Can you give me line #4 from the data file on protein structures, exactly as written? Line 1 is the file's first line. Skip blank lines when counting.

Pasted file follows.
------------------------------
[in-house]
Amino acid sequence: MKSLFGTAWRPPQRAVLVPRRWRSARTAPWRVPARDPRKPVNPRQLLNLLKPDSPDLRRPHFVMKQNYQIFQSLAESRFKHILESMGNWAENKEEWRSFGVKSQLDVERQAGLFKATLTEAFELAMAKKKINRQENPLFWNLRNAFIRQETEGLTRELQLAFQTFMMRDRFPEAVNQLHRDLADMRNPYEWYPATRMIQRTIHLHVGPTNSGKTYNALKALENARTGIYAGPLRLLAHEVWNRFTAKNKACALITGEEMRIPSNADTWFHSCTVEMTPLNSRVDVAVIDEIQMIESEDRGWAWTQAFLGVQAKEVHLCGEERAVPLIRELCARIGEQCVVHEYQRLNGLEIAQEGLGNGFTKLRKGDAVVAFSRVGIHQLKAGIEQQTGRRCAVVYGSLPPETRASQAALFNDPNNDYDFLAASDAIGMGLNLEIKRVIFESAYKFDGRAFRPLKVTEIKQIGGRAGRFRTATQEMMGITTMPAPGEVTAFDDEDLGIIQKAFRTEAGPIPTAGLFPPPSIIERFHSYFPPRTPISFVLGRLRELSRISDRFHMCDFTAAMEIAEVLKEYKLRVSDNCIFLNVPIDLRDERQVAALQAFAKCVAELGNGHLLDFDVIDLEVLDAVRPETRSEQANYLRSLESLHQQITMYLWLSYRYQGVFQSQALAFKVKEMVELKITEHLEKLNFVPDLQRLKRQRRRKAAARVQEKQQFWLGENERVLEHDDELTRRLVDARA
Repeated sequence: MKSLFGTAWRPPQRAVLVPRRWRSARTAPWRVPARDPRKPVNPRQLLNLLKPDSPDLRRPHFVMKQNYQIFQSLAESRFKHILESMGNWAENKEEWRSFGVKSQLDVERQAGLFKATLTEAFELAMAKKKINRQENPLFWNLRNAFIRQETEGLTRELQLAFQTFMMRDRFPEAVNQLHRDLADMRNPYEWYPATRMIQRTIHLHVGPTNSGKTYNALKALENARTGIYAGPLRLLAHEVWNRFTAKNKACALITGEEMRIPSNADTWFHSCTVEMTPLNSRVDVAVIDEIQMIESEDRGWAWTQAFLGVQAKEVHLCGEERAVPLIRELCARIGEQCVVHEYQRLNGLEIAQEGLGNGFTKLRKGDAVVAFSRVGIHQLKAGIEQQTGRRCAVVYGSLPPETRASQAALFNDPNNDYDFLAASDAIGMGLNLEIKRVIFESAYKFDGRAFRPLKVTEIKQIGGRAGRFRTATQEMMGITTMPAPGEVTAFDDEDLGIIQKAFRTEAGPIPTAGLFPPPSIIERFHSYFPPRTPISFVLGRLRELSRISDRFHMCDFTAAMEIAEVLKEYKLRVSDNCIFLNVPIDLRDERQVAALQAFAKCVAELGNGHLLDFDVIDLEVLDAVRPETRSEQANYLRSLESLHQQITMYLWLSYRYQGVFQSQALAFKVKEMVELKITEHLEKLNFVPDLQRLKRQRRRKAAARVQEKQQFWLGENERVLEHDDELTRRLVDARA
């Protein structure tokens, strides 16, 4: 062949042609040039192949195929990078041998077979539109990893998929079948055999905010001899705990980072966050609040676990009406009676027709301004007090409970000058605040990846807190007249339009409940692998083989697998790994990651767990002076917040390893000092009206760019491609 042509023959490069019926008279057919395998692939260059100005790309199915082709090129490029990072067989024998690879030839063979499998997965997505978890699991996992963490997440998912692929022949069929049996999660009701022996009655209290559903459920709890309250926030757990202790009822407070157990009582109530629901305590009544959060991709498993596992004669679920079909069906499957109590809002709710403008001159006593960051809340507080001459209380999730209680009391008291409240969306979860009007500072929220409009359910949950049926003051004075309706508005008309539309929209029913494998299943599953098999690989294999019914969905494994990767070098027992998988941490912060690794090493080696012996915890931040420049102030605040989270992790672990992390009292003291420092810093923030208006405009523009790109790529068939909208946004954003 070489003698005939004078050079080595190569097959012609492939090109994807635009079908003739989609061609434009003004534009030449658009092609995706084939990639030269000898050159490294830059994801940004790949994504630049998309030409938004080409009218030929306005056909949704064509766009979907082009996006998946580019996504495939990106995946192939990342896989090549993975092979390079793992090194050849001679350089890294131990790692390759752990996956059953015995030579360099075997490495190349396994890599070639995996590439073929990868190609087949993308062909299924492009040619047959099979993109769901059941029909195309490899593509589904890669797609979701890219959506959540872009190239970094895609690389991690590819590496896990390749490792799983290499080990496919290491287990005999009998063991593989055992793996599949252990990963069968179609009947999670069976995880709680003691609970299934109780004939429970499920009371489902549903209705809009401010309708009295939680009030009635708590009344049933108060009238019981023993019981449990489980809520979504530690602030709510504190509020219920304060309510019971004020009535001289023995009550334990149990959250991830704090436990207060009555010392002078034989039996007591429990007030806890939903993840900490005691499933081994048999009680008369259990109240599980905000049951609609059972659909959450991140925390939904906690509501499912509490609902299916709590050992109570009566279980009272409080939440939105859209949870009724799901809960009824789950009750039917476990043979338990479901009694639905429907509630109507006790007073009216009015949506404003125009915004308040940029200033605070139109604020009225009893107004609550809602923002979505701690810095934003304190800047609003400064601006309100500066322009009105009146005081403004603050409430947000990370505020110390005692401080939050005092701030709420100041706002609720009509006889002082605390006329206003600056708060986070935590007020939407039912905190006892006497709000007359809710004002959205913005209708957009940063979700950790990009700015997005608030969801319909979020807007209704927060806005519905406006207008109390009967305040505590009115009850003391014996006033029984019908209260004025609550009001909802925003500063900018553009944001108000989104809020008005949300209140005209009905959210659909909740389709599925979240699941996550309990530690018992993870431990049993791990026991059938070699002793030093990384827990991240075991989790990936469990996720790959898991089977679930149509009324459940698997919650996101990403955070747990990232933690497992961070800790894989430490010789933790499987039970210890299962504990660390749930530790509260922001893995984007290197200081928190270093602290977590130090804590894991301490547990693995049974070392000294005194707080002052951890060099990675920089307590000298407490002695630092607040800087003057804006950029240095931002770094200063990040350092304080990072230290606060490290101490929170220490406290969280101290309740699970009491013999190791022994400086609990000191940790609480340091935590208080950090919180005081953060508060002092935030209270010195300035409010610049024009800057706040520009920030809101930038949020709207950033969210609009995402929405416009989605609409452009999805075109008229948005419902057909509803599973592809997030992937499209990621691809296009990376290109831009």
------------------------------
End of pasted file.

């Protein structure tokens, strides 16, 4: 062949042609040039192949195929990078041998077979539109990893998929079948055999905010001899705990980072966050609040676990009406009676027709301004007090409970000058605040990846807190007249339009409940692998083989697998790994990651767990002076917040390893000092009206760019491609 042509023959490069019926008279057919395998692939260059100005790309199915082709090129490029990072067989024998690879030839063979499998997965997505978890699991996992963490997440998912692929022949069929049996999660009701022996009655209290559903459920709890309250926030757990202790009822407070157990009582109530629901305590009544959060991709498993596992004669679920079909069906499957109590809002709710403008001159006593960051809340507080001459209380999730209680009391008291409240969306979860009007500072929220409009359910949950049926003051004075309706508005008309539309929209029913494998299943599953098999690989294999019914969905494994990767070098027992998988941490912060690794090493080696012996915890931040420049102030605040989270992790672990992390009292003291420092810093923030208006405009523009790109790529068939909208946004954003 070489003698005939004078050079080595190569097959012609492939090109994807635009079908003739989609061609434009003004534009030449658009092609995706084939990639030269000898050159490294830059994801940004790949994504630049998309030409938004080409009218030929306005056909949704064509766009979907082009996006998946580019996504495939990106995946192939990342896989090549993975092979390079793992090194050849001679350089890294131990790692390759752990996956059953015995030579360099075997490495190349396994890599070639995996590439073929990868190609087949993308062909299924492009040619047959099979993109769901059941029909195309490899593509589904890669797609979701890219959506959540872009190239970094895609690389991690590819590496896990390749490792799983290499080990496919290491287990005999009998063991593989055992793996599949252990990963069968179609009947999670069976995880709680003691609970299934109780004939429970499920009371489902549903209705809009401010309708009295939680009030009635708590009344049933108060009238019981023993019981449990489980809520979504530690602030709510504190509020219920304060309510019971004020009535001289023995009550334990149990959250991830704090436990207060009555010392002078034989039996007591429990007030806890939903993840900490005691499933081994048999009680008369259990109240599980905000049951609609059972659909959450991140925390939904906690509501499912509490609902299916709590050992109570009566279980009272409080939440939105859209949870009724799901809960009824789950009750039917476990043979338990479901009694639905429907509630109507006790007073009216009015949506404003125009915004308040940029200033605070139109604020009225009893107004609550809602923002979505701690810095934003304190800047609003400064601006309100500066322009009105009146005081403004603050409430947000990370505020110390005692401080939050005092701030709420100041706002609720009509006889002082605390006329206003600056708060986070935590007020939407039912905190006892006497709000007359809710004002959205913005209708957009940063979700950790990009700015997005608030969801319909979020807007209704927060806005519905406006207008109390009967305040505590009115009850003391014996006033029984019908209260004025609550009001909802925003500063900018553009944001108000989104809020008005949300209140005209009905959210659909909740389709599925979240699941996550309990530690018992993870431990049993791990026991059938070699002793030093990384827990991240075991989790990936469990996720790959898991089977679930149509009324459940698997919650996101990403955070747990990232933690497992961070800790894989430490010789933790499987039970210890299962504990660390749930530790509260922001893995984007290197200081928190270093602290977590130090804590894991301490547990693995049974070392000294005194707080002052951890060099990675920089307590000298407490002695630092607040800087003057804006950029240095931002770094200063990040350092304080990072230290606060490290101490929170220490406290969280101290309740699970009491013999190791022994400086609990000191940790609480340091935590208080950090919180005081953060508060002092935030209270010195300035409010610049024009800057706040520009920030809101930038949020709207950033969210609009995402929405416009989605609409452009999805075109008229948005419902057909509803599973592809997030992937499209990621691809296009990376290109831009």